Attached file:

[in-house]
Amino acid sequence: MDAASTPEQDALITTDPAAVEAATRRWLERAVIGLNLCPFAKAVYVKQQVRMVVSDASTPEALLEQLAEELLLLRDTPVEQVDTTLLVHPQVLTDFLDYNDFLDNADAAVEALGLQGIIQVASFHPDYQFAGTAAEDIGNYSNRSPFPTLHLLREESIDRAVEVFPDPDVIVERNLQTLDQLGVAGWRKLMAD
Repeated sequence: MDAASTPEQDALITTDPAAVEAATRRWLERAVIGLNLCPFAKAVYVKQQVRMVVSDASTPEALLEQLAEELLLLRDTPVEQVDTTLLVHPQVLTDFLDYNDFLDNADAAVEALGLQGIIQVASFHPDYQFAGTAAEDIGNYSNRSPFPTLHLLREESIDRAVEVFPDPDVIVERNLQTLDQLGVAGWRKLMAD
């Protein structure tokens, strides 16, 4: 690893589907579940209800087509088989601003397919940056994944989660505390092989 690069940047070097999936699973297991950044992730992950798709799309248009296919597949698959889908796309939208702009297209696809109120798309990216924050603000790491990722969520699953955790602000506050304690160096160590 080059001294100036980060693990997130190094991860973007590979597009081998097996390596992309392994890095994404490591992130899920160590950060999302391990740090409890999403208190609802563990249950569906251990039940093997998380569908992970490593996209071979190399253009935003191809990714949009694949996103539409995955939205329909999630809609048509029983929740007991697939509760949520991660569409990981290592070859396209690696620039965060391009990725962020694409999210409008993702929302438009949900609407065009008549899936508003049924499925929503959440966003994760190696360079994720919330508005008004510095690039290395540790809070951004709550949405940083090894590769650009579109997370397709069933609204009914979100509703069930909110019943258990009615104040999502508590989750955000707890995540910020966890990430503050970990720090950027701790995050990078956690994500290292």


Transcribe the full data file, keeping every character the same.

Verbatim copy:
[in-house]
Amino acid sequence: MDAASTPEQDALITTDPAAVEAATRRWLERAVIGLNLCPFAKAVYVKQQVRMVVSDASTPEALLEQLAEELLLLRDTPVEQVDTTLLVHPQVLTDFLDYNDFLDNADAAVEALGLQGIIQVASFHPDYQFAGTAAEDIGNYSNRSPFPTLHLLREESIDRAVEVFPDPDVIVERNLQTLDQLGVAGWRKLMAD
Repeated sequence: MDAASTPEQDALITTDPAAVEAATRRWLERAVIGLNLCPFAKAVYVKQQVRMVVSDASTPEALLEQLAEELLLLRDTPVEQVDTTLLVHPQVLTDFLDYNDFLDNADAAVEALGLQGIIQVASFHPDYQFAGTAAEDIGNYSNRSPFPTLHLLREESIDRAVEVFPDPDVIVERNLQTLDQLGVAGWRKLMAD
């Protein structure tokens, strides 16, 4: 690893589907579940209800087509088989601003397919940056994944989660505390092989 690069940047070097999936699973297991950044992730992950798709799309248009296919597949698959889908796309939208702009297209696809109120798309990216924050603000790491990722969520699953955790602000506050304690160096160590 080059001294100036980060693990997130190094991860973007590979597009081998097996390596992309392994890095994404490591992130899920160590950060999302391990740090409890999403208190609802563990249950569906251990039940093997998380569908992970490593996209071979190399253009935003191809990714949009694949996103539409995955939205329909999630809609048509029983929740007991697939509760949520991660569409990981290592070859396209690696620039965060391009990725962020694409999210409008993702929302438009949900609407065009008549899936508003049924499925929503959440966003994760190696360079994720919330508005008004510095690039290395540790809070951004709550949405940083090894590769650009579109997370397709069933609204009914979100509703069930909110019943258990009615104040999502508590989750955000707890995540910020966890990430503050970990720090950027701790995050990078956690994500290292």